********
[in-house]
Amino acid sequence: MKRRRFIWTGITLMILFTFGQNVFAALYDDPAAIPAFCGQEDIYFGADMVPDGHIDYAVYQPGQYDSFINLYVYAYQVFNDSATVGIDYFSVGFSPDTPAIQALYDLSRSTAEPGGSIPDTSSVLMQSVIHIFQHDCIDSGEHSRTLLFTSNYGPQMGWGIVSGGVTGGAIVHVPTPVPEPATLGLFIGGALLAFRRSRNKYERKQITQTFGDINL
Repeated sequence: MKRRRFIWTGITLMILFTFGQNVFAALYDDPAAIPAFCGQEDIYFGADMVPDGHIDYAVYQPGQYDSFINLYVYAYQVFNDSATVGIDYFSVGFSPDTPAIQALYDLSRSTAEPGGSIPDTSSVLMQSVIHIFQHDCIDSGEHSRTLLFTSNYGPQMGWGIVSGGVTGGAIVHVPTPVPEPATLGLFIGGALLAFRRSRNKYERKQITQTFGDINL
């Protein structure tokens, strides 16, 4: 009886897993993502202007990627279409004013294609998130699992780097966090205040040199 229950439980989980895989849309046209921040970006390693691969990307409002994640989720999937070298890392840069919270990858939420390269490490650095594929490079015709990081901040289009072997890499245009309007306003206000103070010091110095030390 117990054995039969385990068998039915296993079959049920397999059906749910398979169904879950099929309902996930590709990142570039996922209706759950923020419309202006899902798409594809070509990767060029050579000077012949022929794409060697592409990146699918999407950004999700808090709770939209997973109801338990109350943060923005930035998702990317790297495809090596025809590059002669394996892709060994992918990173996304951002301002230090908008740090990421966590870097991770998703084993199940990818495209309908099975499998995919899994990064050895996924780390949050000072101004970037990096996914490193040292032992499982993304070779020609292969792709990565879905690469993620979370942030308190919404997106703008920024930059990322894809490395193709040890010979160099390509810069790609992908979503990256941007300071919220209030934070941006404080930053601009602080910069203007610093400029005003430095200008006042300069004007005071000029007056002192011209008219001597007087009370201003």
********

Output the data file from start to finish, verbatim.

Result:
[in-house]
Amino acid sequence: MKRRRFIWTGITLMILFTFGQNVFAALYDDPAAIPAFCGQEDIYFGADMVPDGHIDYAVYQPGQYDSFINLYVYAYQVFNDSATVGIDYFSVGFSPDTPAIQALYDLSRSTAEPGGSIPDTSSVLMQSVIHIFQHDCIDSGEHSRTLLFTSNYGPQMGWGIVSGGVTGGAIVHVPTPVPEPATLGLFIGGALLAFRRSRNKYERKQITQTFGDINL
Repeated sequence: MKRRRFIWTGITLMILFTFGQNVFAALYDDPAAIPAFCGQEDIYFGADMVPDGHIDYAVYQPGQYDSFINLYVYAYQVFNDSATVGIDYFSVGFSPDTPAIQALYDLSRSTAEPGGSIPDTSSVLMQSVIHIFQHDCIDSGEHSRTLLFTSNYGPQMGWGIVSGGVTGGAIVHVPTPVPEPATLGLFIGGALLAFRRSRNKYERKQITQTFGDINL
């Protein structure tokens, strides 16, 4: 009886897993993502202007990627279409004013294609998130699992780097966090205040040199 229950439980989980895989849309046209921040970006390693691969990307409002994640989720999937070298890392840069919270990858939420390269490490650095594929490079015709990081901040289009072997890499245009309007306003206000103070010091110095030390 117990054995039969385990068998039915296993079959049920397999059906749910398979169904879950099929309902996930590709990142570039996922209706759950923020419309202006899902798409594809070509990767060029050579000077012949022929794409060697592409990146699918999407950004999700808090709770939209997973109801338990109350943060923005930035998702990317790297495809090596025809590059002669394996892709060994992918990173996304951002301002230090908008740090990421966590870097991770998703084993199940990818495209309908099975499998995919899994990064050895996924780390949050000072101004970037990096996914490193040292032992499982993304070779020609292969792709990565879905690469993620979370942030308190919404997106703008920024930059990322894809490395193709040890010979160099390509810069790609992908979503990256941007300071919220209030934070941006404080930053601009602080910069203007610093400029005003430095200008006042300069004007005071000029007056002192011209008219001597007087009370201003």